Overview of Recent Results from SSPX
Author: R. D. Wood
Requested Type: Poster Only
Submitted: 2006-12-18 18:28:31
Co-authors: D.N. Hill, H.S. McLean, E.B. Hooper, T.A. Casper, B.I. Cohen, L.L. LoDestro, J.M. Moller, L.D. Pearlstein, C.A. Romero-Talamás
Lawrence Livermore National Laboratory
7000 East Ave.
Livermore, CA 94550
The SSPX is a 1m diameter magnetized coaxial gun-driven experiment designed to explore the physics of confinement and magnetic field generation. Here we provide an overview of the advances in understanding SSPX field generation and confinement and in modeling spheromak physics with improved comparisons to experimental data. Recent results from the SSPX spheromak experiment demonstrate the potential for obtaining good energy confinement (Te > 350eV and radial electron thermal diffusivity comparable to tokamak L-mode values) in a self-organized toroidal plasma. Improved confinement results are obtained by increasing both gun flux and current to increase the magnetic field while keeping a relatively flat current profile to minimize magnetic fluctuations. A newly installed solid-state programmable modular capacitor bank is expected to produce plasmas with higher magnetic fields and longer pulses which should lead to even higher electron temperatures (Te > 500eV).
At temperatures above 300eV, it becomes possible to use modest (1.8MW) amounts of neutral beam injection (NBI) auxiliary heating to significantly change the power balance in the core plasma, making it an effective tool for improving transport analysis. Initial modeling results show that a substantial fraction of the injected beam, of order 70%, is confined as fast ions, which is sufficient to raise the electron temperature and total plasma pressure in the core by a factor of two.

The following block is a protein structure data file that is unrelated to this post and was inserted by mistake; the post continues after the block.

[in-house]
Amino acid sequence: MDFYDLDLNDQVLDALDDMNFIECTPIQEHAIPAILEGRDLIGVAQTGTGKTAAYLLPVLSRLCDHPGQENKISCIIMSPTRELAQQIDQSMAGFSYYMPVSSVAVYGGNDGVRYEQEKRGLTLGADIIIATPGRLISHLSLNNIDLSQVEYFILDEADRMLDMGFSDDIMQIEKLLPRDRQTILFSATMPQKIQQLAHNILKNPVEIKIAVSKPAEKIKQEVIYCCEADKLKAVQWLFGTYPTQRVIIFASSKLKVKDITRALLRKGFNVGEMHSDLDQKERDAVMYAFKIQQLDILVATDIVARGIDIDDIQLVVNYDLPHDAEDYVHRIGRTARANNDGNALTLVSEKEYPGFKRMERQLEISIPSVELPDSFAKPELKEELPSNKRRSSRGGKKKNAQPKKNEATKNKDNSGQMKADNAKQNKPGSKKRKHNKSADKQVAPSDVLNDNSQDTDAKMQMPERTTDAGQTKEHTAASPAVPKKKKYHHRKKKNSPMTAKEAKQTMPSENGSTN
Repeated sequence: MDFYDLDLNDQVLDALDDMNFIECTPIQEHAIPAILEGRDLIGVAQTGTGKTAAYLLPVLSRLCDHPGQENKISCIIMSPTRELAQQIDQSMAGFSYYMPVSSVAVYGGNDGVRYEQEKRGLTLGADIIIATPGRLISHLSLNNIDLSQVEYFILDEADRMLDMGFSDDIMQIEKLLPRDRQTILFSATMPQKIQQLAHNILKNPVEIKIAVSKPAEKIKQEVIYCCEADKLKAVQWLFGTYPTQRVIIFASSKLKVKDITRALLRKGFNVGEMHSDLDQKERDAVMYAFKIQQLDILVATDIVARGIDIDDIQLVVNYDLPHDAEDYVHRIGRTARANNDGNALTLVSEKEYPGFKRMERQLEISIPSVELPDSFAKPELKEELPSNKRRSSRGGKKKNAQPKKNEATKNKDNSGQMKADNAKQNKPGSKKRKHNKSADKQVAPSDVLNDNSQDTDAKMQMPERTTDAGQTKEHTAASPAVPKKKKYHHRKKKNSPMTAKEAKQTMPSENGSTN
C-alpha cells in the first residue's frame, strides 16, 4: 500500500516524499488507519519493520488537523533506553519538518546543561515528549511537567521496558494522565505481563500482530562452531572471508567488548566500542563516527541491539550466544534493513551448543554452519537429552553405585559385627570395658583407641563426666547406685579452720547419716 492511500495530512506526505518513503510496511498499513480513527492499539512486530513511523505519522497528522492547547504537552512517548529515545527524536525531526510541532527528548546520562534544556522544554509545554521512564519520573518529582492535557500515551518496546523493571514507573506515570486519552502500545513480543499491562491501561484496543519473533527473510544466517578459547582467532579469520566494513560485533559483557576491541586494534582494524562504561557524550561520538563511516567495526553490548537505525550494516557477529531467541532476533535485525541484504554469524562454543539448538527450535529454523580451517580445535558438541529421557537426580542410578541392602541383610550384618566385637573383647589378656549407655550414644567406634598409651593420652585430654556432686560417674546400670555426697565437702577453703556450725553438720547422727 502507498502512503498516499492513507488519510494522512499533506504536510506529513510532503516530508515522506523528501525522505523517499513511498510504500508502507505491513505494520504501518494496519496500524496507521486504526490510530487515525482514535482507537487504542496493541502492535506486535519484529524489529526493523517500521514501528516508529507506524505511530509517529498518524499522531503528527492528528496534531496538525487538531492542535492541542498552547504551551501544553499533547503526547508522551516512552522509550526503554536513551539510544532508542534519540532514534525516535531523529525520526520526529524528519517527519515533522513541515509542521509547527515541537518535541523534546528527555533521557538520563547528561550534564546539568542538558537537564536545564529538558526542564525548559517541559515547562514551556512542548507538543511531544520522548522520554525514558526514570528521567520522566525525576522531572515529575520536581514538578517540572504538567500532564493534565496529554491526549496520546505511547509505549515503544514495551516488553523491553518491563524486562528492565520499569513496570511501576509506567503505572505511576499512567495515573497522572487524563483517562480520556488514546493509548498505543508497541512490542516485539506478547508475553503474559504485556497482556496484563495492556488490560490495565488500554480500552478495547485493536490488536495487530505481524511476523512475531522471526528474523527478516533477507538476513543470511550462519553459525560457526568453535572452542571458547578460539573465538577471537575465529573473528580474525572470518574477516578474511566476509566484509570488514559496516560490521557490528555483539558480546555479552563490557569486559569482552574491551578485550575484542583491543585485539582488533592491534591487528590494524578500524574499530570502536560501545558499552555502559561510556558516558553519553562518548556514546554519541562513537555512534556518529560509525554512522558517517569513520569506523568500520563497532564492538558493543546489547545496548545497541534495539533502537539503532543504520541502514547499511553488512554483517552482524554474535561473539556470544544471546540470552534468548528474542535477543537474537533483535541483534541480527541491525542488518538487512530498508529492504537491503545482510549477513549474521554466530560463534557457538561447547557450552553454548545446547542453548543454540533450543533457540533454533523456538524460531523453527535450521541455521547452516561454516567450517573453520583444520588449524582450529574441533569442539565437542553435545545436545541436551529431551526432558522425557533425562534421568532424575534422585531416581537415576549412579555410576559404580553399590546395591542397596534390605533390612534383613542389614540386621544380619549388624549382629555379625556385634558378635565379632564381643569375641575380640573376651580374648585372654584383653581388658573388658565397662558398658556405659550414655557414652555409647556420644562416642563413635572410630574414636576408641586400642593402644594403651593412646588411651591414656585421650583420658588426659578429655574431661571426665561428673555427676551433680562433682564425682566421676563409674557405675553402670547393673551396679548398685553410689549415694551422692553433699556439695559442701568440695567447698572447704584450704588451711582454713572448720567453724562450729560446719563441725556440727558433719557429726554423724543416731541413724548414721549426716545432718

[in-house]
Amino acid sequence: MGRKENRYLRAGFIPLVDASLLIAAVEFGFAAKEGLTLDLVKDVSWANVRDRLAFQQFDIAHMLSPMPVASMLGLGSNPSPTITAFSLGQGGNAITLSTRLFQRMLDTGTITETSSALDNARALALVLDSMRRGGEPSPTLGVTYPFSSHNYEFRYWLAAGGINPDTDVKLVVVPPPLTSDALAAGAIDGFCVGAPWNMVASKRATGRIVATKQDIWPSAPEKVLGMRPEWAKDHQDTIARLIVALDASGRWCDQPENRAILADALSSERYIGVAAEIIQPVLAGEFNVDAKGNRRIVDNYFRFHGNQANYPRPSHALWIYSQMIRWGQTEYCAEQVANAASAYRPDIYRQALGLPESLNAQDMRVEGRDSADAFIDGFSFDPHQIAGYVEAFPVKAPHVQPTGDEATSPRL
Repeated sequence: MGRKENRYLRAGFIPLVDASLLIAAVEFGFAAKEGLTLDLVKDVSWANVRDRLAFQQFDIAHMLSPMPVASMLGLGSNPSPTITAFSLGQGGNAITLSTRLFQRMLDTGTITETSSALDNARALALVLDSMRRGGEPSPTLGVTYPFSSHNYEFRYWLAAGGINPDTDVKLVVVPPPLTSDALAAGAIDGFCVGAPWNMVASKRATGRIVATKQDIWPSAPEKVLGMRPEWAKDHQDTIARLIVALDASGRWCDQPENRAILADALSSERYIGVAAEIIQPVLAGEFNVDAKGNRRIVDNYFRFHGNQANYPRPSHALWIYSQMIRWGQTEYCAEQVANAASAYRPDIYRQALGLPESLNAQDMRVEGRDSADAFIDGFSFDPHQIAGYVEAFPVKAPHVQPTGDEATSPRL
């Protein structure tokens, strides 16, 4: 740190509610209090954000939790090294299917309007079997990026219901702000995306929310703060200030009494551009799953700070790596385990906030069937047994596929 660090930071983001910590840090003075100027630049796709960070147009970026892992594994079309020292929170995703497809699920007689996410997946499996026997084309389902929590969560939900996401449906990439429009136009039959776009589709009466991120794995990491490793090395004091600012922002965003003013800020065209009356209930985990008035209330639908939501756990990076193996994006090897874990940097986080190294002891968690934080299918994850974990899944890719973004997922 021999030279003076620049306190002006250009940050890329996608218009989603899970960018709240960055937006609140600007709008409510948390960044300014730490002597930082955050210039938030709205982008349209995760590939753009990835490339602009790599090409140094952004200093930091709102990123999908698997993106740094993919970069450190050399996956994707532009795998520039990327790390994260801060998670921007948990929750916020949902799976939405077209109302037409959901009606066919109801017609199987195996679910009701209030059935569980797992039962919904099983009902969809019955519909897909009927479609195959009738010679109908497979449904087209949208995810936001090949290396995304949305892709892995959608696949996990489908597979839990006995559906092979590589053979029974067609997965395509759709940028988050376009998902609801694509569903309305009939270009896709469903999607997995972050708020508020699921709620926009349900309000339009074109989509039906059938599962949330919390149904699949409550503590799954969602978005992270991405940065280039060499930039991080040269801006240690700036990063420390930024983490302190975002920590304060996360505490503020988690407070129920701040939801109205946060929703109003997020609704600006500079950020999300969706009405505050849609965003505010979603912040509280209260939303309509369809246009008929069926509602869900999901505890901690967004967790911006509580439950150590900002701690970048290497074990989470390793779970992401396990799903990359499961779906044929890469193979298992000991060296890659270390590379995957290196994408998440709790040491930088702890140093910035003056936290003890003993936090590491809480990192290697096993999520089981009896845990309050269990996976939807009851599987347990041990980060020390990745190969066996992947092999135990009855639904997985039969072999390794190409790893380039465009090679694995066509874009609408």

Magnetic field build up experiments using the modular capacitor bank have produced discharges (long formation) with the highest edge poloidal fields measured on SSPX and discharges (multi-pulse) that continue to build magnetic field in a stepwise manner. The ratio of Bp/Igun for the multi-pulse discharges (~0.9T/MA) exceeds the value of Bp/Igun=0.65T/MA obtained with a standard discharge (fast formation followed by sustainment discharge). The higher ratio with the new injected current waveforms may reflect the longer total formation pulse duration (building to higher field due to longer current pulse) than previous discharges, as suggested by simulations. In the near future, another 15 modules of the modular bank will be ready for operations. Future experiments will include adding more pulses to the multi-pulse waveform, longer formation pulse, long pulse sustainment and mega-ampere injected current discharges.
* Work performed under the auspices of the US DOE by University of California Lawrence Livermore National Laboratory under contract W–7405–ENG–48.